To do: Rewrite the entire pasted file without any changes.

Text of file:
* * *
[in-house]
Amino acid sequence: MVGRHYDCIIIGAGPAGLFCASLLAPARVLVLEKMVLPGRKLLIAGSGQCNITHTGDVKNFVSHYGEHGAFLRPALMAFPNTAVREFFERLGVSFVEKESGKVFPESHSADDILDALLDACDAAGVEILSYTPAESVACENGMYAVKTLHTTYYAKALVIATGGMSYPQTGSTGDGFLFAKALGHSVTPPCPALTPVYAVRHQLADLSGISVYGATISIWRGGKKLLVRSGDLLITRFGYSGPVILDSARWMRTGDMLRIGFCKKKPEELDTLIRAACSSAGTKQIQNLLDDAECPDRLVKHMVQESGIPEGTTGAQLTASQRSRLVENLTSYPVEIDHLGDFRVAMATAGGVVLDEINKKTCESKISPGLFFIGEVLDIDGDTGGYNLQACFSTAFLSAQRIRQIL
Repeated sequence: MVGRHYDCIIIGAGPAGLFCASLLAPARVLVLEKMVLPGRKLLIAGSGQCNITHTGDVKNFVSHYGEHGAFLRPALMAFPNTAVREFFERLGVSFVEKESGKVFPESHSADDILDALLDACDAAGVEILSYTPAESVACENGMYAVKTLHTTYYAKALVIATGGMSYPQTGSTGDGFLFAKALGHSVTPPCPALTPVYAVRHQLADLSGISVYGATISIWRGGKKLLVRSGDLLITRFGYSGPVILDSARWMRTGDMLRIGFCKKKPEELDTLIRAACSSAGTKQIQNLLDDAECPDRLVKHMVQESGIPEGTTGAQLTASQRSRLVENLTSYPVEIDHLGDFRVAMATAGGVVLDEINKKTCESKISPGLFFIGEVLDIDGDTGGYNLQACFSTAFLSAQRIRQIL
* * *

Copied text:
[in-house]
Amino acid sequence: MVGRHYDCIIIGAGPAGLFCASLLAPARVLVLEKMVLPGRKLLIAGSGQCNITHTGDVKNFVSHYGEHGAFLRPALMAFPNTAVREFFERLGVSFVEKESGKVFPESHSADDILDALLDACDAAGVEILSYTPAESVACENGMYAVKTLHTTYYAKALVIATGGMSYPQTGSTGDGFLFAKALGHSVTPPCPALTPVYAVRHQLADLSGISVYGATISIWRGGKKLLVRSGDLLITRFGYSGPVILDSARWMRTGDMLRIGFCKKKPEELDTLIRAACSSAGTKQIQNLLDDAECPDRLVKHMVQESGIPEGTTGAQLTASQRSRLVENLTSYPVEIDHLGDFRVAMATAGGVVLDEINKKTCESKISPGLFFIGEVLDIDGDTGGYNLQACFSTAFLSAQRIRQIL
Repeated sequence: MVGRHYDCIIIGAGPAGLFCASLLAPARVLVLEKMVLPGRKLLIAGSGQCNITHTGDVKNFVSHYGEHGAFLRPALMAFPNTAVREFFERLGVSFVEKESGKVFPESHSADDILDALLDACDAAGVEILSYTPAESVACENGMYAVKTLHTTYYAKALVIATGGMSYPQTGSTGDGFLFAKALGHSVTPPCPALTPVYAVRHQLADLSGISVYGATISIWRGGKKLLVRSGDLLITRFGYSGPVILDSARWMRTGDMLRIGFCKKKPEELDTLIRAACSSAGTKQIQNLLDDAECPDRLVKHMVQESGIPEGTTGAQLTASQRSRLVENLTSYPVEIDHLGDFRVAMATAGGVVLDEINKKTCESKISPGLFFIGEVLDIDGDTGGYNLQACFSTAFLSAQRIRQIL